As your child prepares to begin college or enter the workforce, estate planning is likely the last thing on his or her mind—or yours. However, there are numerous situations in which young adults can benefit from executing basic estate plan documents. For example, should a child be in an accident and become disabled or incapacitated, even temporarily, his or her parents may not be able to act on the child’s behalf without court approval. Alternatively, the child may be out of the country (or simply out of town) and require his or her parents to do something as simple as signing a lease or sending money to the child from his or her bank account.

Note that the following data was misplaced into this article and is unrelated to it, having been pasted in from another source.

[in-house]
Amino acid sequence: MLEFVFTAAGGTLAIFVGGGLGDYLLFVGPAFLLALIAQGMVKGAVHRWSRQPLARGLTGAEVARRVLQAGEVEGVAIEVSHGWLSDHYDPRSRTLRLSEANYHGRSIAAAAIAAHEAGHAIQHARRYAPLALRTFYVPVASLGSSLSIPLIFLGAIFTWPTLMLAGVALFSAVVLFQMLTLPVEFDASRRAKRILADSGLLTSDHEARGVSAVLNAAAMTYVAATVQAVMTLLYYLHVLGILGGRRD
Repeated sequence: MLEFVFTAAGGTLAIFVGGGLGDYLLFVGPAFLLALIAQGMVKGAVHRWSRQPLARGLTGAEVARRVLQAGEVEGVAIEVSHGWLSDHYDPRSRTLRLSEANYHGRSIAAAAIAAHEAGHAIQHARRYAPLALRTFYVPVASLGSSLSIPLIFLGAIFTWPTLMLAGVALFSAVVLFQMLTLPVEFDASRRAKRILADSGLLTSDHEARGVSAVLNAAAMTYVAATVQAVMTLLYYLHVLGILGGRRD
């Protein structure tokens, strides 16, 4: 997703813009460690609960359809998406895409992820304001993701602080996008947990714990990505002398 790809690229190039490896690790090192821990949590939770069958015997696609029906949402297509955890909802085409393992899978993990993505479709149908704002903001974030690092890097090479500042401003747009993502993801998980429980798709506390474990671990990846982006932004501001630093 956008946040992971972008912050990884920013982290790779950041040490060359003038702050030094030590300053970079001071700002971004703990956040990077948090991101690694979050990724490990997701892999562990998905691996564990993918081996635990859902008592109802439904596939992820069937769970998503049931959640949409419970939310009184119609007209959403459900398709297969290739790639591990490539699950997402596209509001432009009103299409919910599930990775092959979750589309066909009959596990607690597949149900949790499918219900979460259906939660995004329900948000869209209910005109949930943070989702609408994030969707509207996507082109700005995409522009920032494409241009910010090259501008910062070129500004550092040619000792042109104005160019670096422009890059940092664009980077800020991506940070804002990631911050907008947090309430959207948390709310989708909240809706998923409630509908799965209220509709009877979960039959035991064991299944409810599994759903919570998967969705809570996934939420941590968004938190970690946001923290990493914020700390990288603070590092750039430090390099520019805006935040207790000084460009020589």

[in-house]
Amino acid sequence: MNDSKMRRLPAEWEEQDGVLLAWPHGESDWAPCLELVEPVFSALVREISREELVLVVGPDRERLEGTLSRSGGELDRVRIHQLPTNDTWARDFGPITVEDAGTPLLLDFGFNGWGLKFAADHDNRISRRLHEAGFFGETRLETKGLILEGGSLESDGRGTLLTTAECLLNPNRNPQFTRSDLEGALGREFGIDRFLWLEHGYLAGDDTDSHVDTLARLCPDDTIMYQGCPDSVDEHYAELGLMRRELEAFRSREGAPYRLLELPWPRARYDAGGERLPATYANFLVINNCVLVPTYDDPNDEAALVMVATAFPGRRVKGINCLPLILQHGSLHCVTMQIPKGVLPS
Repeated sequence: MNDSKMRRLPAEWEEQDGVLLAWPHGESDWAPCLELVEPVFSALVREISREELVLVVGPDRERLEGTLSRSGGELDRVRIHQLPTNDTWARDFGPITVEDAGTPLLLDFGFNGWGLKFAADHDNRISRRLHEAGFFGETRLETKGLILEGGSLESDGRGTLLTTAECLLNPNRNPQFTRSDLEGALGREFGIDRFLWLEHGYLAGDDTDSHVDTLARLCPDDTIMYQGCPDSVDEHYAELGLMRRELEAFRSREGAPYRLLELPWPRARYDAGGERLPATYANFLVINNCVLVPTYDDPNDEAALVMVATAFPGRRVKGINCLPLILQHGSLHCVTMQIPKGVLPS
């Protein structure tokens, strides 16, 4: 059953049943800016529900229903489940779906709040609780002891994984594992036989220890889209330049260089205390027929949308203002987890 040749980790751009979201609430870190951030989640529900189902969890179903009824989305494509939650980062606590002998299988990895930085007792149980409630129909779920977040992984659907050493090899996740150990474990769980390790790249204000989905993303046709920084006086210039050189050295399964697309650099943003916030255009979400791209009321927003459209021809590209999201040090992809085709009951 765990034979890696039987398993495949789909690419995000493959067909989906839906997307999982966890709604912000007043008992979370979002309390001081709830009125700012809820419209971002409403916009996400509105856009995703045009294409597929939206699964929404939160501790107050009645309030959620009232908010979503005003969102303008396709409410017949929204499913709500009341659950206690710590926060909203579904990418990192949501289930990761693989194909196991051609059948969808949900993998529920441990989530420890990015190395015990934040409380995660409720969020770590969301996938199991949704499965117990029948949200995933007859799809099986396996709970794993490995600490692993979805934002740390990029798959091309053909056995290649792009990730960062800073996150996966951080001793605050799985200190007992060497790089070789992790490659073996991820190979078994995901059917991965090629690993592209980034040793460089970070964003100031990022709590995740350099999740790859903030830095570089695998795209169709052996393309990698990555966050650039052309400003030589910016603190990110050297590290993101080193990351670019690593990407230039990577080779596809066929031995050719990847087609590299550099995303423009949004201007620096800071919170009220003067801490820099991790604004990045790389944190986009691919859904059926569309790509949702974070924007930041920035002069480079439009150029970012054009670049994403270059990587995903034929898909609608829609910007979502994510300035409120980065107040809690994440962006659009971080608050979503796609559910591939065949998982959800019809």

A Durable Power of Attorney for financial matters, if activated, allows a parent or other individual designated by the child to act on the child’s behalf with respect to most financial and/or business matters. Similarly, a Power of Attorney for Health Care authorizes the child’s agent to make medical decisions on his or her behalf, including decisions regarding medical consent and life support issues. Further, a HIPAA Authorization provides the child’s parent or other designated individual access to the child’s healthcare and treatment information.
For these reasons, we strongly recommend that all adults, even those who have just turned 18, execute a Durable Power of Attorney, Power of Attorney for Health Care, and HIPAA Authorization for Release of Protected Health Information.
If you have any questions on this topic, please contact Attorney Emily E. Ames at firstname.lastname@example.org or (920) 393-1190.